You have a problem with your order. No matter what it is, you have the right to make a statement to the person serving you and expect them to provide a solution. That solution could be simply explaining the situation or replacing your item.
However, when the server fails to offer a solution or address your concerns, it’s time to reconsider coming back. Not leaving a tip could be a necessary step in situations where the problem is serious or occurs multiple times.
You’re just picking up an order
Tipping on takeout orders isn’t always necessary. If the meal is prepared and packaged by the kitchen staff rather than a waitress at the restaurant, tipping isn’t necessary because the staff member’s earnings aren’t based on it.
However, in many situations, it can be just as time-consuming for a specific packer handling car side orders to ready your order as it is serving you at the table. In situations where this person is being compensated through tips or you have a reasonably large order, you should tip.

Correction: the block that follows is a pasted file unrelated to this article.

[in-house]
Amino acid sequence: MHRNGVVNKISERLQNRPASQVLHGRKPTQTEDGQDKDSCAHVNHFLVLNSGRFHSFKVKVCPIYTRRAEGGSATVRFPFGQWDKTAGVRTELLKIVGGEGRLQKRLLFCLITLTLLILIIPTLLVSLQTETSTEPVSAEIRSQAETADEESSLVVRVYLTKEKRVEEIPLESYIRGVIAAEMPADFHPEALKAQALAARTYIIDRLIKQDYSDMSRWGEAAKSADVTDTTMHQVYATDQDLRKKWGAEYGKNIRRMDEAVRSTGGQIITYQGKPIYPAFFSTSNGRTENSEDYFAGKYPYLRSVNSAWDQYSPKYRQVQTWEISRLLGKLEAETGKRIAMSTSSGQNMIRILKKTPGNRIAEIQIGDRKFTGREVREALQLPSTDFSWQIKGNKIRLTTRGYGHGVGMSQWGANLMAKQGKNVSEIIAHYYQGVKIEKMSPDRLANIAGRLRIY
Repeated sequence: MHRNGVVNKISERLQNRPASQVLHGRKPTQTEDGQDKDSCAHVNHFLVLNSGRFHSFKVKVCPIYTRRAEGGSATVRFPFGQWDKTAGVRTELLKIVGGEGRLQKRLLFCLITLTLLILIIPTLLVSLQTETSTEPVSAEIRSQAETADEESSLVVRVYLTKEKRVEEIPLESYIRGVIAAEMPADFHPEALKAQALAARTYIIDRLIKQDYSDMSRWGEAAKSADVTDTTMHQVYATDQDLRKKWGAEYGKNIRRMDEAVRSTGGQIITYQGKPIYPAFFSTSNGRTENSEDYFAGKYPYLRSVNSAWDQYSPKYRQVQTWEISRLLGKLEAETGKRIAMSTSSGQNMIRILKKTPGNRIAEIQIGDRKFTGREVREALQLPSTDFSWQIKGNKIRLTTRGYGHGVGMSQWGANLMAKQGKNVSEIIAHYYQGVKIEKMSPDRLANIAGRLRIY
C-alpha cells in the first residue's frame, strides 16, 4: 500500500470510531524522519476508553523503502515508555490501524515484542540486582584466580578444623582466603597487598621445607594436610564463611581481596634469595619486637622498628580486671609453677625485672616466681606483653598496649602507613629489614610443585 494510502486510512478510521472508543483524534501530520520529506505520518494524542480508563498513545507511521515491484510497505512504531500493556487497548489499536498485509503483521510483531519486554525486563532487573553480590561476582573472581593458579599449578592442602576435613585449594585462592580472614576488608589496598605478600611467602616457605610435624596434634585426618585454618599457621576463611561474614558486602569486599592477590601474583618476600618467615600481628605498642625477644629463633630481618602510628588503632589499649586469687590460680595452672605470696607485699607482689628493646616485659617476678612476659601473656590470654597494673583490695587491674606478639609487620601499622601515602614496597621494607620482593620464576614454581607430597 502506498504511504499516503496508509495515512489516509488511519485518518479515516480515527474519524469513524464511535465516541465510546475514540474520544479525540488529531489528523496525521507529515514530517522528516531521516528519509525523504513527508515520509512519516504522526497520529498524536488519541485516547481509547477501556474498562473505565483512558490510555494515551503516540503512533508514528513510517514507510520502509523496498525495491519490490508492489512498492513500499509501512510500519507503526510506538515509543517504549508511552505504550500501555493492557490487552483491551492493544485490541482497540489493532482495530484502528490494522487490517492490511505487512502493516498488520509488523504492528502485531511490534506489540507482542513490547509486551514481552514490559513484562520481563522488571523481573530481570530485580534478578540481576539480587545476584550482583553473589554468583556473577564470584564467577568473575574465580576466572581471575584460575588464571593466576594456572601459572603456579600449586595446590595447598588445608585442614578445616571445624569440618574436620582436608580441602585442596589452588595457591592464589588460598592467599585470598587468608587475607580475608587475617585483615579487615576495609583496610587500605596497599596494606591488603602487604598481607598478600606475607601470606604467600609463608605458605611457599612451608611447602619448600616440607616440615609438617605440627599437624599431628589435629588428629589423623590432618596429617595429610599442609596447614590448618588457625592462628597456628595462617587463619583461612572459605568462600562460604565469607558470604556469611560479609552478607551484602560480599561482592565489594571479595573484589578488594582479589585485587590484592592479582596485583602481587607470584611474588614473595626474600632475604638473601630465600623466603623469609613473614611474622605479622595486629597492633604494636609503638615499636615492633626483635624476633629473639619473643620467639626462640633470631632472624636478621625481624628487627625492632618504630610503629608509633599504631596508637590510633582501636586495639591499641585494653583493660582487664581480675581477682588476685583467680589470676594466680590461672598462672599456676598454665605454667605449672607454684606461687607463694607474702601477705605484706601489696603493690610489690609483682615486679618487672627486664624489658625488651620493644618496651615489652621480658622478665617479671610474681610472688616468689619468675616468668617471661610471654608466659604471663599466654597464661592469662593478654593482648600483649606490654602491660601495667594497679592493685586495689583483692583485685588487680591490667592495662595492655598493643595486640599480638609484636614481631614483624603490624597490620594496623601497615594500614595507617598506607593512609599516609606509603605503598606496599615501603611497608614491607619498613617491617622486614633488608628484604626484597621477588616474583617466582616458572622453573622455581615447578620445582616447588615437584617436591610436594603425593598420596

You’re purchasing a pre-packaged product
Sometimes, tipping doesn’t make sense, such as when picking up a prepackaged order at a counter, like a box of cookies.
In this situation, the server isn’t likely putting together your order or doing anything but putting it in a bag. In these situations, tipping isn’t necessary.
The staff doesn’t want you there
In some situations, you can tell your presence isn’t desired. It could be that the server just wants to leave for the day, or they’re having a bad day. They toss the menu at you, perhaps even roll their eyes at your order.
A part of the server’s job is to make you feel at home and welcome, and while they cannot fully control what happens in the kitchen, they do control this aspect of their work. This could be a time when, in very bad situations, you just don’t tip.
Your allergy concerns were ignored